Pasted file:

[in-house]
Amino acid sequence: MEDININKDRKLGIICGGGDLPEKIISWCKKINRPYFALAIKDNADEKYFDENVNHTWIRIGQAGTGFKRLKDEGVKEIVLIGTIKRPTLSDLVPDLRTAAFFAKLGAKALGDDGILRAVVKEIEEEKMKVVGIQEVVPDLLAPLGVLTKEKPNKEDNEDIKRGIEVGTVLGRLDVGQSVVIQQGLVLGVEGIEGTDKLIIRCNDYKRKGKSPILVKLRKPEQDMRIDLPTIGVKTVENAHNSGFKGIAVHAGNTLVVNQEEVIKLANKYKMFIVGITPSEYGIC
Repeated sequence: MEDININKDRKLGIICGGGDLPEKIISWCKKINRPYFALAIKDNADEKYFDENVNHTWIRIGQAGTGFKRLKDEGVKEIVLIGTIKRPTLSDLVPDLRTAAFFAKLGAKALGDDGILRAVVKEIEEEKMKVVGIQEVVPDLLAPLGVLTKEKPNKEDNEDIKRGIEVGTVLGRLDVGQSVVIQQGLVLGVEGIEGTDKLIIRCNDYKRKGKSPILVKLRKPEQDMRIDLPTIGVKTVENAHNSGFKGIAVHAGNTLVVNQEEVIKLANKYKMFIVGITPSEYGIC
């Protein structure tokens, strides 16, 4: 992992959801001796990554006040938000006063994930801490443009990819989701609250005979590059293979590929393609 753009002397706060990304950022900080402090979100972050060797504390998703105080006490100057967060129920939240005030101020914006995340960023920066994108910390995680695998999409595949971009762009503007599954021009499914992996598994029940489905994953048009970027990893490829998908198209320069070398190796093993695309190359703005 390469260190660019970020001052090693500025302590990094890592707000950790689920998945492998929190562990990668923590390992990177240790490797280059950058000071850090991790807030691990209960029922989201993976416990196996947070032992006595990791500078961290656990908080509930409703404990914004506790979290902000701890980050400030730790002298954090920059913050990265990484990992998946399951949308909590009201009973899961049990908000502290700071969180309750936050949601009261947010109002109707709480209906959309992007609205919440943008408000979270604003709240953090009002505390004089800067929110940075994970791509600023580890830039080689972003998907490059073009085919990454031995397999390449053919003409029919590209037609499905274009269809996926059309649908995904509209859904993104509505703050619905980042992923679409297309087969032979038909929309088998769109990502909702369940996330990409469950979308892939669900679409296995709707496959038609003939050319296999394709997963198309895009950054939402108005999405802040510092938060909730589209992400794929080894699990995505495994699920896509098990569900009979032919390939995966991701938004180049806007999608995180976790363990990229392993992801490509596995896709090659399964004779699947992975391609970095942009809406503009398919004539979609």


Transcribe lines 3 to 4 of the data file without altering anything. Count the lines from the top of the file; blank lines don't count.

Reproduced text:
Repeated sequence: MEDININKDRKLGIICGGGDLPEKIISWCKKINRPYFALAIKDNADEKYFDENVNHTWIRIGQAGTGFKRLKDEGVKEIVLIGTIKRPTLSDLVPDLRTAAFFAKLGAKALGDDGILRAVVKEIEEEKMKVVGIQEVVPDLLAPLGVLTKEKPNKEDNEDIKRGIEVGTVLGRLDVGQSVVIQQGLVLGVEGIEGTDKLIIRCNDYKRKGKSPILVKLRKPEQDMRIDLPTIGVKTVENAHNSGFKGIAVHAGNTLVVNQEEVIKLANKYKMFIVGITPSEYGIC
């Protein structure tokens, strides 16, 4: 992992959801001796990554006040938000006063994930801490443009990819989701609250005979590059293979590929393609 753009002397706060990304950022900080402090979100972050060797504390998703105080006490100057967060129920939240005030101020914006995340960023920066994108910390995680695998999409595949971009762009503007599954021009499914992996598994029940489905994953048009970027990893490829998908198209320069070398190796093993695309190359703005 390469260190660019970020001052090693500025302590990094890592707000950790689920998945492998929190562990990668923590390992990177240790490797280059950058000071850090991790807030691990209960029922989201993976416990196996947070032992006595990791500078961290656990908080509930409703404990914004506790979290902000701890980050400030730790002298954090920059913050990265990484990992998946399951949308909590009201009973899961049990908000502290700071969180309750936050949601009261947010109002109707709480209906959309992007609205919440943008408000979270604003709240953090009002505390004089800067929110940075994970791509600023580890830039080689972003998907490059073009085919990454031995397999390449053919003409029919590209037609499905274009269809996926059309649908995904509209859904993104509505703050619905980042992923679409297309087969032979038909929309088998769109990502909702369940996330990409469950979308892939669900679409296995709707496959038609003939050319296999394709997963198309895009950054939402108005999405802040510092938060909730589209992400794929080894699990995505495994699920896509098990569900009979032919390939995966991701938004180049806007999608995180976790363990990229392993992801490509596995896709090659399964004779699947992975391609970095942009809406503009398919004539979609």